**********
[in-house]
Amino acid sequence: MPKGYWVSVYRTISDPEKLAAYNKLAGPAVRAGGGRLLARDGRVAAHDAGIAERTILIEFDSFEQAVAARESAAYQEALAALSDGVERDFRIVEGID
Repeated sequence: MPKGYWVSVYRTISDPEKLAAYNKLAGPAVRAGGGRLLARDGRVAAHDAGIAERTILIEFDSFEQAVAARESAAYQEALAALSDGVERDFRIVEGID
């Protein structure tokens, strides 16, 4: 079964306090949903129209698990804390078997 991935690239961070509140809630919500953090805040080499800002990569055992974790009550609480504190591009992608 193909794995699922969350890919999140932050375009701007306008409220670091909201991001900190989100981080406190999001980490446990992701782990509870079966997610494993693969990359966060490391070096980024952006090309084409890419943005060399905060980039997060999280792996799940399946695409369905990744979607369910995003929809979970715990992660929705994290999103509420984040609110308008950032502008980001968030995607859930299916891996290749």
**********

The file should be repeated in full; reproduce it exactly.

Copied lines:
[in-house]
Amino acid sequence: MPKGYWVSVYRTISDPEKLAAYNKLAGPAVRAGGGRLLARDGRVAAHDAGIAERTILIEFDSFEQAVAARESAAYQEALAALSDGVERDFRIVEGID
Repeated sequence: MPKGYWVSVYRTISDPEKLAAYNKLAGPAVRAGGGRLLARDGRVAAHDAGIAERTILIEFDSFEQAVAARESAAYQEALAALSDGVERDFRIVEGID
């Protein structure tokens, strides 16, 4: 079964306090949903129209698990804390078997 991935690239961070509140809630919500953090805040080499800002990569055992974790009550609480504190591009992608 193909794995699922969350890919999140932050375009701007306008409220670091909201991001900190989100981080406190999001980490446990992701782990509870079966997610494993693969990359966060490391070096980024952006090309084409890419943005060399905060980039997060999280792996799940399946695409369905990744979607369910995003929809979970715990992660929705994290999103509420984040609110308008950032502008980001968030995607859930299916891996290749």